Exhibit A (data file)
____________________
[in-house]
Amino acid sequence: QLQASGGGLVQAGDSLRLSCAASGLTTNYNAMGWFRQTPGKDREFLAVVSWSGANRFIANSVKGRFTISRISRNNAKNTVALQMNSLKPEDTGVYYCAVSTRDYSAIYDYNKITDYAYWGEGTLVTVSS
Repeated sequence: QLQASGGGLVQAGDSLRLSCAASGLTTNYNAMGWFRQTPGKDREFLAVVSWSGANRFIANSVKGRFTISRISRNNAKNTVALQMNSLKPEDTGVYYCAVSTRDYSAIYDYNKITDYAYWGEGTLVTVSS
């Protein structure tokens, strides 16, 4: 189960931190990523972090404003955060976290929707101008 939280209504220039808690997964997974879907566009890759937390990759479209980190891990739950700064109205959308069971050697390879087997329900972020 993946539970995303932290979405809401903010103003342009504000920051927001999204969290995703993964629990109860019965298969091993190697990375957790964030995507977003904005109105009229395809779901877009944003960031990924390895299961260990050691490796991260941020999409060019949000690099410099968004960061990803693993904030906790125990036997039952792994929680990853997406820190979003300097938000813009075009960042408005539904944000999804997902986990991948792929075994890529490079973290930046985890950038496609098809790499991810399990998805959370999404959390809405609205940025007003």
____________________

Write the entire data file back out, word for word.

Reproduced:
[in-house]
Amino acid sequence: QLQASGGGLVQAGDSLRLSCAASGLTTNYNAMGWFRQTPGKDREFLAVVSWSGANRFIANSVKGRFTISRISRNNAKNTVALQMNSLKPEDTGVYYCAVSTRDYSAIYDYNKITDYAYWGEGTLVTVSS
Repeated sequence: QLQASGGGLVQAGDSLRLSCAASGLTTNYNAMGWFRQTPGKDREFLAVVSWSGANRFIANSVKGRFTISRISRNNAKNTVALQMNSLKPEDTGVYYCAVSTRDYSAIYDYNKITDYAYWGEGTLVTVSS
């Protein structure tokens, strides 16, 4: 189960931190990523972090404003955060976290929707101008 939280209504220039808690997964997974879907566009890759937390990759479209980190891990739950700064109205959308069971050697390879087997329900972020 993946539970995303932290979405809401903010103003342009504000920051927001999204969290995703993964629990109860019965298969091993190697990375957790964030995507977003904005109105009229395809779901877009944003960031990924390895299961260990050691490796991260941020999409060019949000690099410099968004960061990803693993904030906790125990036997039952792994929680990853997406820190979003300097938000813009075009960042408005539904944000999804997902986990991948792929075994890529490079973290930046985890950038496609098809790499991810399990998805959370999404959390809405609205940025007003």